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May. 14 2021

Illinois FOID Card Debate Heats Up: What You Need to Know

Posted By: Sami Azhari

Illinois FOID Card Debate Heats Up: What You Need to Know

The debate between those on opposite ends of the gun control spectrum rages across state Houses everywhere, even in Illinois.

Two recent bills in the Illinois legislature prove just how divisive this debate has become.

One bill suggests fingerprinting anyone who obtains a Firearm Owner Identification Card (FOID). The bill also requires a more frequent renewal process for the card.

The second bill proposes valid digital forms of FOID cards. It essentially lowers gun ownership hurdles by facilitating automatic renewal.

To muddy the waters further, an Illinois circuit court judge recently ruled FOID cards in Illinois unconstitutional, which could send this question all the way to the State Supreme Court.

What are FOID cards and how are they currently used in Illinois? Read on to find out more.

FOID Card: What Is It?

Any Illinois resident who wants to own firearms or ammunition must apply for an FOID card. It is not a “conceal and carry” permit. The FOID card simply identifies persons eligible to possess guns and ammunition in the state.

Illinois requires this card for possession of firearms, ammunition, stun guns, or tasers. If you are not a resident of Illinois, you do not need this card. Also, exemptions exist for certain Illinois residents. These include:

  • Federal officials performing their duties
  • Active United States Marshals
  • Veteran organization members who received firearms from the U.S. Armed Forces
  • Nonresidents who hunt, go to shooting ranges, or display firearms at a show sanctioned by the Department of State Police
  • Authorized resident hunters accompanied by someone with a valid FOID card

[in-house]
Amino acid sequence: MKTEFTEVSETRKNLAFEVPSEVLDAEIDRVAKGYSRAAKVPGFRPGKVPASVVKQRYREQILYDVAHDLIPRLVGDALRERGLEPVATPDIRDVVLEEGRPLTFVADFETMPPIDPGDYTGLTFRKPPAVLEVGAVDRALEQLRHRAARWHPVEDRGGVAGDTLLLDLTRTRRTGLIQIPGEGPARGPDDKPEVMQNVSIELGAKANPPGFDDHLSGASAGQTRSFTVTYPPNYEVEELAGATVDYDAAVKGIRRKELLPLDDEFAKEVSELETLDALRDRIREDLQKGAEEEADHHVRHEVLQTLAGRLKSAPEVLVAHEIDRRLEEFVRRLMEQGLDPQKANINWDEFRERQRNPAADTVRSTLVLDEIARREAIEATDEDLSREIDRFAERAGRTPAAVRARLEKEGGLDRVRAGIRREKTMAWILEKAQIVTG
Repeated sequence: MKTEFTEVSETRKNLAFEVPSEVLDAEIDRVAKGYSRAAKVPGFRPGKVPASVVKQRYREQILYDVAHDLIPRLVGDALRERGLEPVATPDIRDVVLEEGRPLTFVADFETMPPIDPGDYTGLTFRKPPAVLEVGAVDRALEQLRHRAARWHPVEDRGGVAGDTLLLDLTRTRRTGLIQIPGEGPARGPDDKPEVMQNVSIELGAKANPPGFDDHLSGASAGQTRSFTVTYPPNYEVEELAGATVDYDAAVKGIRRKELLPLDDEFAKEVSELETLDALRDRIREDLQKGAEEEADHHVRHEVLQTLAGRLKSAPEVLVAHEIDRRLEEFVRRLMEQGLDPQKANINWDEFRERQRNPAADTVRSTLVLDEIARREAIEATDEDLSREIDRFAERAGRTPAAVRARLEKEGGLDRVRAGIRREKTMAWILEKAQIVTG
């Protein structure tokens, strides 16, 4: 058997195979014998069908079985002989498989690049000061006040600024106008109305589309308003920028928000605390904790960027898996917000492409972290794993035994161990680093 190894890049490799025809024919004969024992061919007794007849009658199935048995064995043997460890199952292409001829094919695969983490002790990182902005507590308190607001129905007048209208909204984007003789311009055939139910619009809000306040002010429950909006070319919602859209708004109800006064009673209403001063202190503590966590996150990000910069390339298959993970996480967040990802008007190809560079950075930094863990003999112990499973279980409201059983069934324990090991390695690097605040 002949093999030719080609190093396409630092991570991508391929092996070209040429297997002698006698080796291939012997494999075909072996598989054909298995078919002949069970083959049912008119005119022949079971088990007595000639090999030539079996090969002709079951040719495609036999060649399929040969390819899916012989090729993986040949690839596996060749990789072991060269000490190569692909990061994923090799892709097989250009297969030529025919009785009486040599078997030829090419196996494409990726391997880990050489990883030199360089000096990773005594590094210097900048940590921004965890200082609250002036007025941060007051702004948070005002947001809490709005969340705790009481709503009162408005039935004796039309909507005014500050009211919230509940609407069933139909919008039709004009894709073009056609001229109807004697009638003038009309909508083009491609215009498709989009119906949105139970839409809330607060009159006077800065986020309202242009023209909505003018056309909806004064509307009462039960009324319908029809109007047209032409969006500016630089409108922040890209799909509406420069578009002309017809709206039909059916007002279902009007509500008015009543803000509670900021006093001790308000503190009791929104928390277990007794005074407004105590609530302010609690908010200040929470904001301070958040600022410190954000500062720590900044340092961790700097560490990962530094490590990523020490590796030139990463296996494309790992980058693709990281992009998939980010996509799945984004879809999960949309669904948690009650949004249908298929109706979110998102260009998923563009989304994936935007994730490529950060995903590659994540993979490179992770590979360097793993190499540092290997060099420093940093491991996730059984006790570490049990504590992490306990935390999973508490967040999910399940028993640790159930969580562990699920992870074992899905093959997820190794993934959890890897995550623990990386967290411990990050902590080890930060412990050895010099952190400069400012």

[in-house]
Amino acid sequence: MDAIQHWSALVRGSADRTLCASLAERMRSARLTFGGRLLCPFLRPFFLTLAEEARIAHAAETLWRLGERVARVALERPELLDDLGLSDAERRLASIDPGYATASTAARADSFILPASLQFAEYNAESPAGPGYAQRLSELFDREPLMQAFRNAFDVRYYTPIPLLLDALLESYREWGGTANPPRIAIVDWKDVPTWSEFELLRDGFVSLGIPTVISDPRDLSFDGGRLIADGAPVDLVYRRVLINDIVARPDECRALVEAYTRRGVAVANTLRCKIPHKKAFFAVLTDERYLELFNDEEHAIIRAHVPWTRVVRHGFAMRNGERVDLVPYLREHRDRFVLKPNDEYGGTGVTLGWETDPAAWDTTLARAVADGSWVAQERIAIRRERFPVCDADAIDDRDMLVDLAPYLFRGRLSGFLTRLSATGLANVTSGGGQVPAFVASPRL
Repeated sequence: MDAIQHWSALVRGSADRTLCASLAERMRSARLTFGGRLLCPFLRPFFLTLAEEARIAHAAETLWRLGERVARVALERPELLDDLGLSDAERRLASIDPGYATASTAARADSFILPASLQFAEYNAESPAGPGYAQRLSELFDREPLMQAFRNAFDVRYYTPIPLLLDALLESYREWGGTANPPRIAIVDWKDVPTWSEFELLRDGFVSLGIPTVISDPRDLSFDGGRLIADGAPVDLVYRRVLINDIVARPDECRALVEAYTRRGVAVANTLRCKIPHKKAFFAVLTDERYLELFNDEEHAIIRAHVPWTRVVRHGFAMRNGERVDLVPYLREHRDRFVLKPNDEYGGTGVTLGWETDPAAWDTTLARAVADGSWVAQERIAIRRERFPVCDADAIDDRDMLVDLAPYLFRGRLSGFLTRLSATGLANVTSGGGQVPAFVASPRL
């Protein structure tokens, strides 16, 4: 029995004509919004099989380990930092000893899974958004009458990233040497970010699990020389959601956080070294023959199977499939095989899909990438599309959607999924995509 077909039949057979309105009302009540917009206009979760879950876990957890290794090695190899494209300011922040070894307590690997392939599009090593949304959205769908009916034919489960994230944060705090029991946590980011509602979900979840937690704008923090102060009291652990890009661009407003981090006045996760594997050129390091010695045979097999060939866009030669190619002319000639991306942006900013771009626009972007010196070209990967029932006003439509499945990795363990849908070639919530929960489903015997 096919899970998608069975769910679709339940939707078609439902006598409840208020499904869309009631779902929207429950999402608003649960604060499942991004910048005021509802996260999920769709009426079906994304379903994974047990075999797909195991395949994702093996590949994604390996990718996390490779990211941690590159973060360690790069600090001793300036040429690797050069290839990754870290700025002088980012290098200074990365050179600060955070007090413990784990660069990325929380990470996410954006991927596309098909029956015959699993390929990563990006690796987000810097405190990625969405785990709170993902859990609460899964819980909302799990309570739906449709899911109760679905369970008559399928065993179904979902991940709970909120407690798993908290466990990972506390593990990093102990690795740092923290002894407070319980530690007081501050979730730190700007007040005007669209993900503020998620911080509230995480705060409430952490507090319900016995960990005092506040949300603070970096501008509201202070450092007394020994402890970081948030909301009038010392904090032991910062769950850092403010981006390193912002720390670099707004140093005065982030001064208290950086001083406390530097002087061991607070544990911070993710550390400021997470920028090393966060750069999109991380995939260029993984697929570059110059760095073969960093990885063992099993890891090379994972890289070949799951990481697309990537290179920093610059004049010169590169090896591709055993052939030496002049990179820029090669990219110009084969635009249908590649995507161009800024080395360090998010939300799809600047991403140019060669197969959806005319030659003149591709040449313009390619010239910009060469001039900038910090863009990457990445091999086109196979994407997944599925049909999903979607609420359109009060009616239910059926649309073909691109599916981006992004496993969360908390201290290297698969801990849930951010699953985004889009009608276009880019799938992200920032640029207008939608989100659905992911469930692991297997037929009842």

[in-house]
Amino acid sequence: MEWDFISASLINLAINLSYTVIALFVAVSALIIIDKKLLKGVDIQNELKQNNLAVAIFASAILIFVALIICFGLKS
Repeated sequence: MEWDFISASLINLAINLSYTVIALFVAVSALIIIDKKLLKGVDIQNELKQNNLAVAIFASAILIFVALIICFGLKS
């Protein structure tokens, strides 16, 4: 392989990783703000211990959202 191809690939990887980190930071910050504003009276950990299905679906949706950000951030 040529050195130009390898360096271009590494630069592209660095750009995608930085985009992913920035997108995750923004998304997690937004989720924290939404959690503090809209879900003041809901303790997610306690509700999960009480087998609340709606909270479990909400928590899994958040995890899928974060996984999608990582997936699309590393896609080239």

Conceal-and-carry licenses do not preclude the need for an FOID card. If you intend to purchase ammunition or firearms in the state, you need an FOID card. The remains valid for 10 years.

IL Eligibility Requirements of a FOID Card

To be eligible for an FOID card in Illinois, you must meet several requirements.

The most basic requirement is age. You must be at least 21 years old. If you’re under 21, you need an eligible guardian or parent to help you apply.

In general, you need to be in good legal standing for firearm possession. For example:

  • No felony convictions
  • No known narcotic addictions
  • No mental health facility inpatient stays within the past five years

You are also excluded if you fit into the following categories:

  • Intellectually disabled
  • Unlawfully present in the US
  • Convicted of domestic battery

To see the full list of firearms prohibitions, visit the Illinois State Police Firearm Service Bureau website.

How to Obtain an FOID Card

You can start your application for an FOID card online. You’ll be prompted by the State Police site to register for a new account and fill out an application from there.

If you do not have access to a computer, you can call in your application through the Illinois State Police Customer Service Center. You can complete an application and make payments over the phone.

Once you’ve applied, you’ll receive the final step of the application by mail. This section requires you to answer questions regarding mental health and criminal history. You’ll include a recent photo and official signature.

Once verified, if you meet Illinois requirements, you can expect to receive the FOID card in about three months. You must renew the card at least 90 days in advance of its expiration date.

Changes on the Horizon in IL

Illinois Gun Laws

Several possible changes to the FOID process could result depending on which bill reaches the Governor’s desk.

Some legislation could scrap the FOID card program altogether. Backers of this route believe too many laws obstruct Second Amendment rights. Their bill would retain background checks, but the FOID requirement would change.

Other bills would keep FOID cards but streamline the process through digitizing.


About the Author

Sami Azhari has been working as a lawyer since 2007, after receiving his Juris Doctor from the Michigan State University College of Law. He has handled numerous state and federal cases, and is known throughout the Chicago and Rolling Meadows area for providing his clients with high-quality, skilled representation. He has been recognized by Avvo (2013 and 2018), SuperLawyers (2015-2020), The National Trial Lawyers, and other notable organizations, and has spoken at a number of legal conferences.